Elf Garden in Iceland
The centre for Elves and Huldufolk

We also didn’t see any hidden people or elves from Icelandic folklore during our walk around Hellisgardi Park, much to the children’s frustration.

NB  There’s The Elfschool in Reyjkavik itself if you want to learn more about Icelandic folklore specifically related to Iceland and elves. My children, however, was  not going anywhere with the word school in its title.

Despite our disappointment over missing any sightings of magical people and missing out on the Elf Walk/center, we had a beautiful walk in Hellisgardi Park that felt magical.  The children had a blast climbing up and down hills and peering into crevices searching for elf houses in Iceland.

We didn’t see even one elf house never mind an elf village in Iceland. Even the Elf Cathedral was empty but, to be fair, we weren’t visiting on a Sunday.

Elf Garden in Iceland
Nope, no elves in the elf-sized waterfall.

Hellisgerdi Park in Hafnarfjörður Iceland

Without any Icelandic elves sightings at the Elf Garden we explored the beautiful and tranquil Hellisgerdi Park in Hafnarfjörður. As you can see, this lava stone park is worth visiting for its combination of man-made and natural beauty.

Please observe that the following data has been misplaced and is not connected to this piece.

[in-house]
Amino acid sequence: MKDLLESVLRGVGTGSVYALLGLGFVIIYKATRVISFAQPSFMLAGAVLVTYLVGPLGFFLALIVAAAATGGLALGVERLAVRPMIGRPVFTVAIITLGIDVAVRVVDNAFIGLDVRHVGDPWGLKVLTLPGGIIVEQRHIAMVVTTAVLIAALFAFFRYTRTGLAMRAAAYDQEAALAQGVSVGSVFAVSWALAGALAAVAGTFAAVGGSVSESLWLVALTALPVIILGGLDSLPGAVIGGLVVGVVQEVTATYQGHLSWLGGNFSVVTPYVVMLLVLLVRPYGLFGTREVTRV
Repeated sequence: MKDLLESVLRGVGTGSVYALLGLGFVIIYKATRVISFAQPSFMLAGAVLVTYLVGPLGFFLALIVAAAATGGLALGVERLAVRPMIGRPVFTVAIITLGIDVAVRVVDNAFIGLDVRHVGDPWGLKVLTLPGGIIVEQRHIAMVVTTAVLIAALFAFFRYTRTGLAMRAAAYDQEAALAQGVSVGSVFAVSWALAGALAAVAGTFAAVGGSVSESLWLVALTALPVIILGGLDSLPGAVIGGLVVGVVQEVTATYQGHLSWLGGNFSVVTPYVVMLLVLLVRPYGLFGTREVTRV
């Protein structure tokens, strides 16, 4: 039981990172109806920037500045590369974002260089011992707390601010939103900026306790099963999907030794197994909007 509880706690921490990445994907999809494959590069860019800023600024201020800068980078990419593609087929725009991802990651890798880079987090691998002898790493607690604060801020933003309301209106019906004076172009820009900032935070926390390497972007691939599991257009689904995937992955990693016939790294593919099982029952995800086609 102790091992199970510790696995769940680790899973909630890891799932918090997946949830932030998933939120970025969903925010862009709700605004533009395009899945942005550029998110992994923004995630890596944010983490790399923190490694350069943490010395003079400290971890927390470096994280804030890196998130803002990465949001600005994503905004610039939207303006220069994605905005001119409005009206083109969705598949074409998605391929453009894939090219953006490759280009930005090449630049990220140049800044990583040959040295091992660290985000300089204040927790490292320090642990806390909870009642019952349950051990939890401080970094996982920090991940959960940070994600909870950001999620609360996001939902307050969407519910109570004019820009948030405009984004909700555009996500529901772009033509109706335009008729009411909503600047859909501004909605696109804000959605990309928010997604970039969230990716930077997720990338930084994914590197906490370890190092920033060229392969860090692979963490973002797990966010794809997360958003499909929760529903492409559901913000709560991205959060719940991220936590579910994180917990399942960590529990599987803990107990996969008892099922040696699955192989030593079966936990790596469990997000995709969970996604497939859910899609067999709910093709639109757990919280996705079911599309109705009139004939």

Check out TripAdvisor’s reviews of Hellisgerdi Park!

Elf Garden in Iceland
Mossy steps and flowers
Elf Garden in Iceland
Morning dew on the flowers
Elf Garden in Iceland
The elf garden was fairly deserted of humans.  Elves, we weren’t sure about.
Elf Garden in Iceland
Two roads diverged in an Elf Garden.  Neither of them lead us to an elf.

Why Did Icelandic Folklore Produce Huldufolk?

Iceland and elves seem to have a complicated relationship. Over 80% of Icelanders surveyed by a University of Iceland survey in 2007 refused to deny that elves and hidden people exist.  On the other hand, most of these people were not willing to say that these creatures of Icelandic folklore definitely existed.  People in Iceland seem like they were hedging their bets on Icelandic fairy tales!

Why did Icelandic people even believe in the possibility elves and hidden people?

Traditionally, life in Iceland was brutal and full of hardship.  Perhaps the huldufolk of Iceland  had a much better life which helped fill an active fantasy life.  People were also very isolated in their rural environments and maybe the feeling that they weren’t alone with that active volcano in their back yard gave them comfort.  After all, the Icelandic winters are long, dark and cold.

A visit to the Elf Garden in Iceland

So, why still the fascination with Huldufolk in Iceland?